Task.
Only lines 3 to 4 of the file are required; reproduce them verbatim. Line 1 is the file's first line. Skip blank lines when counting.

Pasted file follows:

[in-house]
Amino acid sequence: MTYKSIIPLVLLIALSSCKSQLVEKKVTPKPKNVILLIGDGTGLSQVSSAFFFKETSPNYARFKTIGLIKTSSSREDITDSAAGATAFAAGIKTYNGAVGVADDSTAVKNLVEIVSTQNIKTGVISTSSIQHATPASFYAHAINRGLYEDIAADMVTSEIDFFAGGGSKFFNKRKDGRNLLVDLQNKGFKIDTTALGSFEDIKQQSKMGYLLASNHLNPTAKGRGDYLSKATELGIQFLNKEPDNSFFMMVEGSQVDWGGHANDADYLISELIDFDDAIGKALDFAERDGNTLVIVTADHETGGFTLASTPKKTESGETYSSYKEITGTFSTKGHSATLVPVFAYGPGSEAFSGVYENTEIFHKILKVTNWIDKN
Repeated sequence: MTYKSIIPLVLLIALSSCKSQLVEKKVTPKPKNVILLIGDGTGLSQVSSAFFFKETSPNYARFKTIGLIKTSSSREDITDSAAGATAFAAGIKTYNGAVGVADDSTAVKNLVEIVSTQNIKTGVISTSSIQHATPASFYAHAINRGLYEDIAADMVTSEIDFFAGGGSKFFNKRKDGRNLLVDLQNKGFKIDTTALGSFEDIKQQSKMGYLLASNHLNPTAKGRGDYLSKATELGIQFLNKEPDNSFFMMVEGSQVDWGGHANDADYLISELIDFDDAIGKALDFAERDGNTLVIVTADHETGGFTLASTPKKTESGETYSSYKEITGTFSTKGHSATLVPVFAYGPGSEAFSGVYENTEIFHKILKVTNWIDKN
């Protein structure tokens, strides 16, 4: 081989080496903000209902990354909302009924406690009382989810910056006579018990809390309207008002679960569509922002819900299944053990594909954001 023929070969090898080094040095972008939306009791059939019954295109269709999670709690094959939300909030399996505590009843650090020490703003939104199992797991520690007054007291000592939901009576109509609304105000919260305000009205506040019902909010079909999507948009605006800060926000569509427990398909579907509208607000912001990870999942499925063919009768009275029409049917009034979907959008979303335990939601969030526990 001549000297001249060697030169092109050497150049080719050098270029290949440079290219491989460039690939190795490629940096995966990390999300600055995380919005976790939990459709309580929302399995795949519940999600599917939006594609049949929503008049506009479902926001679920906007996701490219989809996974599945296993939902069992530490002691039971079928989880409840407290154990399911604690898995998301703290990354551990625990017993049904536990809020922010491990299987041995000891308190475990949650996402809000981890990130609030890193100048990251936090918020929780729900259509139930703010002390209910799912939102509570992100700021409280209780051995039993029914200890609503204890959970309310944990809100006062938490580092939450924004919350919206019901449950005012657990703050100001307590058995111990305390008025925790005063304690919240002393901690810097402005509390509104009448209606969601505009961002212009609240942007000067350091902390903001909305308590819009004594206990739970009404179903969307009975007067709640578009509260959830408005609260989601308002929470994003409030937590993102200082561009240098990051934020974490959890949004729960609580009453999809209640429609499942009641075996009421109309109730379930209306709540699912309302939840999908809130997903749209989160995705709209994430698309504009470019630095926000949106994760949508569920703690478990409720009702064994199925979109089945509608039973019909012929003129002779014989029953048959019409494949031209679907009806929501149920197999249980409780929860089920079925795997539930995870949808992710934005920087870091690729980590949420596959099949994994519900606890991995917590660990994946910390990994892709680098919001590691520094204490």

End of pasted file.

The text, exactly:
Repeated sequence: MTYKSIIPLVLLIALSSCKSQLVEKKVTPKPKNVILLIGDGTGLSQVSSAFFFKETSPNYARFKTIGLIKTSSSREDITDSAAGATAFAAGIKTYNGAVGVADDSTAVKNLVEIVSTQNIKTGVISTSSIQHATPASFYAHAINRGLYEDIAADMVTSEIDFFAGGGSKFFNKRKDGRNLLVDLQNKGFKIDTTALGSFEDIKQQSKMGYLLASNHLNPTAKGRGDYLSKATELGIQFLNKEPDNSFFMMVEGSQVDWGGHANDADYLISELIDFDDAIGKALDFAERDGNTLVIVTADHETGGFTLASTPKKTESGETYSSYKEITGTFSTKGHSATLVPVFAYGPGSEAFSGVYENTEIFHKILKVTNWIDKN
């Protein structure tokens, strides 16, 4: 081989080496903000209902990354909302009924406690009382989810910056006579018990809390309207008002679960569509922002819900299944053990594909954001 023929070969090898080094040095972008939306009791059939019954295109269709999670709690094959939300909030399996505590009843650090020490703003939104199992797991520690007054007291000592939901009576109509609304105000919260305000009205506040019902909010079909999507948009605006800060926000569509427990398909579907509208607000912001990870999942499925063919009768009275029409049917009034979907959008979303335990939601969030526990 001549000297001249060697030169092109050497150049080719050098270029290949440079290219491989460039690939190795490629940096995966990390999300600055995380919005976790939990459709309580929302399995795949519940999600599917939006594609049949929503008049506009479902926001679920906007996701490219989809996974599945296993939902069992530490002691039971079928989880409840407290154990399911604690898995998301703290990354551990625990017993049904536990809020922010491990299987041995000891308190475990949650996402809000981890990130609030890193100048990251936090918020929780729900259509139930703010002390209910799912939102509570992100700021409280209780051995039993029914200890609503204890959970309310944990809100006062938490580092939450924004919350919206019901449950005012657990703050100001307590058995111990305390008025925790005063304690919240002393901690810097402005509390509104009448209606969601505009961002212009609240942007000067350091902390903001909305308590819009004594206990739970009404179903969307009975007067709640578009509260959830408005609260989601308002929470994003409030937590993102200082561009240098990051934020974490959890949004729960609580009453999809209640429609499942009641075996009421109309109730379930209306709540699912309302939840999908809130997903749209989160995705709209994430698309504009470019630095926000949106994760949508569920703690478990409720009702064994199925979109089945509608039973019909012929003129002779014989029953048959019409494949031209679907009806929501149920197999249980409780929860089920079925795997539930995870949808992710934005920087870091690729980590949420596959099949994994519900606890991995917590660990994946910390990994892709680098919001590691520094204490």